Salary is very important, yes. The actual pay is more important the less you make. In Sweden, people are very motivated by their pay up until they make around 30 000 SEK per month. The actual number will of course vary with different people and in different industries, but I still think it is interesting. After hitting this number, no matter exactly where it is on the scale, you probably still feel salary is important, but then it becomes more of a reward factor. Anyway, if your salary is not quite up to par, or if you have employees who are not happy with it, know that some of that can be made up for by other kinds of benefits. The key here is to be creative. Really see the person and what they could benefit most from instead of slapping on a few standard benefits. Maybe a promise to get to go to GDC goes a really long way?
This is a big one. Often the biggest. Many of us do not like to feel like we are standing still and not learning anything. Employees who see the brain as something malleable, that can grow and improve constantly are people with what is called a growth mindset. They are likely to already be really skilled at something and it is probably people you want in your company. To have them thrive, they need to be challenged. If they are already ace at what they do, see if they’d like to mentor someone else. That can also be a learning experience.
For every employee, you need to have a five-year-plan. Where do they want to be in five years? Where would you like them to be in five years? Can we create a unified vision of these two views and how do we get there?
When someone has done great things, how do you reward that? Being a Swede, I know we are not as good at this as people in some other countries in the world, but it’s an easy skill to practice. You just need to think about it. Who did something remarkable today? Mention it. When someone achieved something really great, public and well-deserved praise goes a really long way. Celebrate smaller successes as well. Say “great job”, “thank you” and similar – often! One caveat though. People will respond to praise differently. Some will love to get praise often, for anything. Some will only like it when they really did something outstanding. This connects with the next headline:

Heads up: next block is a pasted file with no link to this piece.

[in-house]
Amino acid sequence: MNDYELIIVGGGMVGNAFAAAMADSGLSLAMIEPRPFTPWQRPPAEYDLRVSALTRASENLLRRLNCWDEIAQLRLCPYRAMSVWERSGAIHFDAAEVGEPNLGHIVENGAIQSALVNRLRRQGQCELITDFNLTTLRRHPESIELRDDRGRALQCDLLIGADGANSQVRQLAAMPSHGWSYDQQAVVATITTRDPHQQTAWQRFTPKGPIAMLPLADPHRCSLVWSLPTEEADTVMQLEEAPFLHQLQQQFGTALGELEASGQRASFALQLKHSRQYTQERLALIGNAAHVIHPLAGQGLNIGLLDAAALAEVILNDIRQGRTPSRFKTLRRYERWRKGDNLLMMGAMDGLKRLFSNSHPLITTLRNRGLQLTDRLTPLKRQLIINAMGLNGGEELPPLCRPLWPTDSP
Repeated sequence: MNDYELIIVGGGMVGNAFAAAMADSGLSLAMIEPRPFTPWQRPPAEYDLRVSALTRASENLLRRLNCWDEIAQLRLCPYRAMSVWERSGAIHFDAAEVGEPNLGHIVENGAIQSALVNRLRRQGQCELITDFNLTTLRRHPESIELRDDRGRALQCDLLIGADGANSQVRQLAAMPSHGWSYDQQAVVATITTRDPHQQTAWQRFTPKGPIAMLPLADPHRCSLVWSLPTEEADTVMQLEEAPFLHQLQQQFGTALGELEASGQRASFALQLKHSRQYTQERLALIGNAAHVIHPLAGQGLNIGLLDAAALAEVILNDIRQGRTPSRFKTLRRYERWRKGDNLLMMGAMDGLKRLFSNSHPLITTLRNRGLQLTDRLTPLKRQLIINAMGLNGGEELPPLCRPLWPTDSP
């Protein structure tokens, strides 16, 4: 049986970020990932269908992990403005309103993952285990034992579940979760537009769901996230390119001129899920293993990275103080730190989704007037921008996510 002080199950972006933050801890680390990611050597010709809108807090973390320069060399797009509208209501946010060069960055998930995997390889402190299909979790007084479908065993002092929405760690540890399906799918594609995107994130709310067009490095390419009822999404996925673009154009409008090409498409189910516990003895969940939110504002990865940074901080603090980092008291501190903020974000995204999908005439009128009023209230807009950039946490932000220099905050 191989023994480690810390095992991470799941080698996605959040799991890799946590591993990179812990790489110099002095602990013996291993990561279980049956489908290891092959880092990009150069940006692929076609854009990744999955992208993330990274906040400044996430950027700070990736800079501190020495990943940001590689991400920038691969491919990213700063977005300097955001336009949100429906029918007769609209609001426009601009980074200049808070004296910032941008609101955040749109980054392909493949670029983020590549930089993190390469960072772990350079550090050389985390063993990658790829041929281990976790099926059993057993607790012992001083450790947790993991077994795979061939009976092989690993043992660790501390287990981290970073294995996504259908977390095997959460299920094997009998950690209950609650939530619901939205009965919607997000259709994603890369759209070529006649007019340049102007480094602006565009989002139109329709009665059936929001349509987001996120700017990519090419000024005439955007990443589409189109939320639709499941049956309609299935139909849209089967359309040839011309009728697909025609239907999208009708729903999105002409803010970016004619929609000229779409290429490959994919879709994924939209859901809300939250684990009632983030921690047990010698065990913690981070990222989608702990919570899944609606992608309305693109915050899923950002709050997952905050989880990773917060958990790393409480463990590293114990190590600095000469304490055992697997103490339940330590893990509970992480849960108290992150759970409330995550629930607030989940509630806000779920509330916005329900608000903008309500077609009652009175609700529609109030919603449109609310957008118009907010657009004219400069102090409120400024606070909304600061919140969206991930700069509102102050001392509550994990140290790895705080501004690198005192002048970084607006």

Get to Know your Team
This is for managers. Really get to know your team. Talk with them. Who just became a parent and might need a bit more flexible working hours? Who likes to travel and who doesn’t? Who likes to talk to reporters and who doesn’t? You should know these things and more. If you don’t, just ask.
An open and welcoming culture at the office will make your recruitment pool bigger and it will make people stay longer. I’ve heard tons of stories from people who quit because of harsh and unwelcoming cultures. That is just so unnecessary. One of my pet peeves is when people describe their office culture as “rå men hjärtlig”. It means something like “crude but warm”. For me, that is just code for “we like to be asses towards each other, and if you don’t like it, just gtfo”.
Anecdote incoming! I had problems in a team once, with a bit too harsh climate, weird jokes and all. One day we had a bit of an incident and I had to talk with the whole team about it (again). This time I talked with them one at a time and what I found out was to NO ONE liked it this way. They all thought it was a bit much, but for various reasons, they had not complained before. That made is so much easier for me to just step in and put a stop to it. Note that this was when I was a rookie, I would have never let it go that far nowadays.